With support from the University of Richmond

History News Network

History News Network puts current events into historical perspective. Subscribe to our newsletter for new perspectives on the ways history continues to resonate in the present. Explore our archive of thousands of original op-eds and curated stories from around the web. Join us to learn more about the past, now.

UCLA Historian Carla Pestana Debunks Myths About the Pilgrims and the Plymouth Colony

In the traditional view of the Pilgrims, one told in many 20th century textbooks, the Pilgrims came to Massachusetts on the Mayflower to make a break with old England and start a unique society. 

In her new book, The World of the Plymouth Plantation, Dr. Carla Gardina Pestana corrects the “false impression that Plymouth was disconnected from the world that gave rise to it.”

In fact, the Plymouth settlers were “deeply connected” to many other places through England’s transatlantic trading network. They envisioned creating an English “plantation,” and carried with them many traditional English customs. The term “Pilgrims” was bestowed upon them in the 1700s in order to distinguish them from other settlers, particularly the Puritans of Boston.

Dr. Pestana, the Joyce Appleby Endowed Chair of America in the World in UCLA’s History Department, is the author of four previous books including The English Atlantic in an Age of Revolution, 1640-1661.

Pestana discussed her work with the History News Network.   

Q. While we may think of Thanksgiving as a uniquely American holiday, you describe the gathering that took place in November 1620 as one that “invoked the seasonal festivals of English rural culture.” The event was not labeled “thanksgiving” until the 1800s.  What shaped our modern conception? 

Edward Winslow supplied a brief description of this gathering, the only mention we have of it. His account makes clear that the event marked the first harvest with a meal enjoyed in a community gathering. The martial display that kicks off the event may have attracted the 90 warriors whom Winslow mentions as showing up, but in the end, they supplied venison and took part in the feast. To mark a harvest with a community festival was a standard celebration in any English village, and, from what Winslow describes, that sort of event was their model. It occurred probably in September, a more appropriate time for a harvest gathering in New England, and it represented a chance to rest and celebrate after the hard work of bringing in the crops. The women who prepared the food did not experience a rest from their labors, however, which is usually true of most American thanksgiving celebrations to this day.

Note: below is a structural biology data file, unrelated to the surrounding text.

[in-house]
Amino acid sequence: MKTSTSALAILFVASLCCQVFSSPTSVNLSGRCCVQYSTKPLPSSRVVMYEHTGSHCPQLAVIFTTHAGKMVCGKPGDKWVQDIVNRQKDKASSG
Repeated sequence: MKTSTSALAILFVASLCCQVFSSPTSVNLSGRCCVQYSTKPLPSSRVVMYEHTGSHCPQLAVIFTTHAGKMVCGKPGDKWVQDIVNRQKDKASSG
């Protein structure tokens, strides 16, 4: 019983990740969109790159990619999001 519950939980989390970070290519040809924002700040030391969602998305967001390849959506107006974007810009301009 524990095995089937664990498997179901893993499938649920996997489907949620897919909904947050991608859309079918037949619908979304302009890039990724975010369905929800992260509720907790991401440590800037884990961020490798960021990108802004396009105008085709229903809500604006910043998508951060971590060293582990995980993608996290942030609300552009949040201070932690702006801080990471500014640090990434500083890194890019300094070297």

The label “Thanksgiving” got added later, and it invoked a different colonial practice, getting it slightly wrong too. In colonial New England, in later years, days of Thanksgiving occurred irregularly, prompted by specific occurrences. Local leaders called for such a day when they wanted to thank God for some good turn of events. A successful harvest could prompt such a day, but so did many other occasions: good news about events in England, success in war, a possible calamity (such as a fire) averted. 

Thanksgiving days had a counterpart in days of humiliation. When events went against the community, leaders called for such an occasion, in which fasting and prayer brought everyone together, to beg God for forgiveness. They saw communal suffering as judgement for past sins and successes as a reward or a mercy. In this providential world view—in which God was thought to take a regular interest in the community’s affairs—New Englanders (and Christians elsewhere) responded to what it perceived to be the message behind each major change in their fortunes. 

Thanksgiving as a national holiday denoted, at the time of its 19th century beginnings, hard work, sacrifice for the common good, and what we would call family values. Abraham Lincoln wanted to emphasize these values at the height of the Civil War, and they remain central to the holiday’s image. If today we have gotten far from a harvest festival and farther still from that of a one-off moment to thank God for a specific event, family remains at its heart. 

Q. You write that the Plymouth settlers considered themselves “planters” intent upon “transplanting the society they knew as well as well as the household work regimens that made it possible.”  For many Americans, “plantation” invokes images of southern aristocrats lording over enslaved workers